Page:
Chicago Murder Law
Murder comes under the legal category of homicide, which is the unlawful killing of a human being.
Murder differs from less severe crimes such as manslaughter or reckless homicide that do not involve the intent to kill. Murder involves the intent to kill, is a felony and is categorized by degree.
First degree murder is killing with the intent to kill or cause great bodily injury. It may also include knowledge that one’s actions will cause death or that the probability of death is great or bodily harm will be considerable. When a killing occurs during the commission of a forcible felony, this action is also classified as first degree murder.
Second degree murder, while similar to first degree, does not carry the same amount of deliberation. The offender may hold the belief that the killing is justified or may be acting in the heat of passion as a result of some provocation.
The penalty for first degree murder ranges from the death penalty to life without parole to 20-60 years in prison. There are lesser penalties for second degree murder or involuntary manslaughter.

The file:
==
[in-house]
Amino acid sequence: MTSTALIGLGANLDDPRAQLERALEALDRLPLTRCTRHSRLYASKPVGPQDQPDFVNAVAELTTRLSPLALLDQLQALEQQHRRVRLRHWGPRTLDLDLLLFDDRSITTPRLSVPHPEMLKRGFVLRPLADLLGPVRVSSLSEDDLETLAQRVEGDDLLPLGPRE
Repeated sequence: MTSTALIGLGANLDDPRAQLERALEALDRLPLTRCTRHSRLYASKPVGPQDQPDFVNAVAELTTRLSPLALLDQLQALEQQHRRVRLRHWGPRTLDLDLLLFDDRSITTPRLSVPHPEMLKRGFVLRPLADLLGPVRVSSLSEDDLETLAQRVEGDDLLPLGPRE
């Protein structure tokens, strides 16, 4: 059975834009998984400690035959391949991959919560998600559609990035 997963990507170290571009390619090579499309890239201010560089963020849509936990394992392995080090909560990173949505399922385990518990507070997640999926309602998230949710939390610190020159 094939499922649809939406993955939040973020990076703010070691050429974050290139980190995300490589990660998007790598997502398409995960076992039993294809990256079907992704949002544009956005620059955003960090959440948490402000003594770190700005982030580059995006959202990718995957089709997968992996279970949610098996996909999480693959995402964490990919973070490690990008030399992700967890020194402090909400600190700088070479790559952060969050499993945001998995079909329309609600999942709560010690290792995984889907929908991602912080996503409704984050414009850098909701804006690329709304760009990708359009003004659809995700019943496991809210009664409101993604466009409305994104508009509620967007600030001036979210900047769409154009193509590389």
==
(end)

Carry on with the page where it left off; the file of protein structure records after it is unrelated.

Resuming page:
In Illinois, the law provides for the death penalty for murder in certain circumstances. This is a complex and constantly changing area of the law. Chicago criminal defense attorney Robert Loeb has been in the forefront of this dynamic area of law, representing clients in death penalty cases and in the creation of reforms to the death penalty system by serving as the Chairman of the Illinois State Bar Association’s Committee on Capital Punishment. Take a look at the latest Chicago criminal statistics.
To arrange a consultation to discuss your concerns regarding murder charges, please call 312-368-0611 or use our online quick contact email.